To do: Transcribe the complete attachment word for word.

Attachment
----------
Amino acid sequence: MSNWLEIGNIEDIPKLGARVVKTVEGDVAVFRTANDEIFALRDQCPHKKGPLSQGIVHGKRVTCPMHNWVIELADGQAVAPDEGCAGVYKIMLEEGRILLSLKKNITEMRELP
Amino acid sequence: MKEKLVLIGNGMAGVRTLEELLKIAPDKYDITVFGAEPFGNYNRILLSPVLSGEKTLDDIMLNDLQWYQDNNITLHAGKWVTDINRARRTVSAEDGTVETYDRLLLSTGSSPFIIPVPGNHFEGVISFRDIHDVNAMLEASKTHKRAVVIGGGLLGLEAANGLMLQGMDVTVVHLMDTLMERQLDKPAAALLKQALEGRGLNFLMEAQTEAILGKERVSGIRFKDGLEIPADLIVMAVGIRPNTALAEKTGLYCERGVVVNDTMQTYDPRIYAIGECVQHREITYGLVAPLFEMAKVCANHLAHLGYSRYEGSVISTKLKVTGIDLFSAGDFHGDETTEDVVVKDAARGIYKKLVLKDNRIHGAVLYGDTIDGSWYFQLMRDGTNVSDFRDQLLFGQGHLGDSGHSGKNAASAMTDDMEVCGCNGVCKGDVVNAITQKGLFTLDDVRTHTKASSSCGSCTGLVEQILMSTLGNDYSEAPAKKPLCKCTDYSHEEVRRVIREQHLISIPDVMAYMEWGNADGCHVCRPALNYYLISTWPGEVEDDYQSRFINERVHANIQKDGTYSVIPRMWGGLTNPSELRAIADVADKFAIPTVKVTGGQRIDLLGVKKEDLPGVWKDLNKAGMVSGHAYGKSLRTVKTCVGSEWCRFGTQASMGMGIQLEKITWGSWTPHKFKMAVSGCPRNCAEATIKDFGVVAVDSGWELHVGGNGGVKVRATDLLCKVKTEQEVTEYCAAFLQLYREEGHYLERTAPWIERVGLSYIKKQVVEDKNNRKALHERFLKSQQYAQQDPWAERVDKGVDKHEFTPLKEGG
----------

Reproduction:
Amino acid sequence: MSNWLEIGNIEDIPKLGARVVKTVEGDVAVFRTANDEIFALRDQCPHKKGPLSQGIVHGKRVTCPMHNWVIELADGQAVAPDEGCAGVYKIMLEEGRILLSLKKNITEMRELP
Amino acid sequence: MKEKLVLIGNGMAGVRTLEELLKIAPDKYDITVFGAEPFGNYNRILLSPVLSGEKTLDDIMLNDLQWYQDNNITLHAGKWVTDINRARRTVSAEDGTVETYDRLLLSTGSSPFIIPVPGNHFEGVISFRDIHDVNAMLEASKTHKRAVVIGGGLLGLEAANGLMLQGMDVTVVHLMDTLMERQLDKPAAALLKQALEGRGLNFLMEAQTEAILGKERVSGIRFKDGLEIPADLIVMAVGIRPNTALAEKTGLYCERGVVVNDTMQTYDPRIYAIGECVQHREITYGLVAPLFEMAKVCANHLAHLGYSRYEGSVISTKLKVTGIDLFSAGDFHGDETTEDVVVKDAARGIYKKLVLKDNRIHGAVLYGDTIDGSWYFQLMRDGTNVSDFRDQLLFGQGHLGDSGHSGKNAASAMTDDMEVCGCNGVCKGDVVNAITQKGLFTLDDVRTHTKASSSCGSCTGLVEQILMSTLGNDYSEAPAKKPLCKCTDYSHEEVRRVIREQHLISIPDVMAYMEWGNADGCHVCRPALNYYLISTWPGEVEDDYQSRFINERVHANIQKDGTYSVIPRMWGGLTNPSELRAIADVADKFAIPTVKVTGGQRIDLLGVKKEDLPGVWKDLNKAGMVSGHAYGKSLRTVKTCVGSEWCRFGTQASMGMGIQLEKITWGSWTPHKFKMAVSGCPRNCAEATIKDFGVVAVDSGWELHVGGNGGVKVRATDLLCKVKTEQEVTEYCAAFLQLYREEGHYLERTAPWIERVGLSYIKKQVVEDKNNRKALHERFLKSQQYAQQDPWAERVDKGVDKHEFTPLKEGG